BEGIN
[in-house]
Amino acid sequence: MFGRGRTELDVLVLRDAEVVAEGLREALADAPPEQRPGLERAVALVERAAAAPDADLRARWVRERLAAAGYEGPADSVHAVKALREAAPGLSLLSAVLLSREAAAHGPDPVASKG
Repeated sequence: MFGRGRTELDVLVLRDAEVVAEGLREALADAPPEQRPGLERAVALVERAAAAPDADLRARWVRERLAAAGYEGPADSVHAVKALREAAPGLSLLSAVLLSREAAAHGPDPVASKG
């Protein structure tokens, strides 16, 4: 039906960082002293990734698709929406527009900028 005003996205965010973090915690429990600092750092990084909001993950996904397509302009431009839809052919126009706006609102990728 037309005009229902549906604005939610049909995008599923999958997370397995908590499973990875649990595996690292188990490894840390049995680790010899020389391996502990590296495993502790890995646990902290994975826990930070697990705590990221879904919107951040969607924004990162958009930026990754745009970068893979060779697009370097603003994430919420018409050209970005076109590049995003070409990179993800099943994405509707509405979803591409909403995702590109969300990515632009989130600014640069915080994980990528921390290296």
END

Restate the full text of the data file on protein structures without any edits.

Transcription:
[in-house]
Amino acid sequence: MFGRGRTELDVLVLRDAEVVAEGLREALADAPPEQRPGLERAVALVERAAAAPDADLRARWVRERLAAAGYEGPADSVHAVKALREAAPGLSLLSAVLLSREAAAHGPDPVASKG
Repeated sequence: MFGRGRTELDVLVLRDAEVVAEGLREALADAPPEQRPGLERAVALVERAAAAPDADLRARWVRERLAAAGYEGPADSVHAVKALREAAPGLSLLSAVLLSREAAAHGPDPVASKG
């Protein structure tokens, strides 16, 4: 039906960082002293990734698709929406527009900028 005003996205965010973090915690429990600092750092990084909001993950996904397509302009431009839809052919126009706006609102990728 037309005009229902549906604005939610049909995008599923999958997370397995908590499973990875649990595996690292188990490894840390049995680790010899020389391996502990590296495993502790890995646990902290994975826990930070697990705590990221879904919107951040969607924004990162958009930026990754745009970068893979060779697009370097603003994430919420018409050209970005076109590049995003070409990179993800099943994405509707509405979803591409909403995702590109969300990515632009989130600014640069915080994980990528921390290296």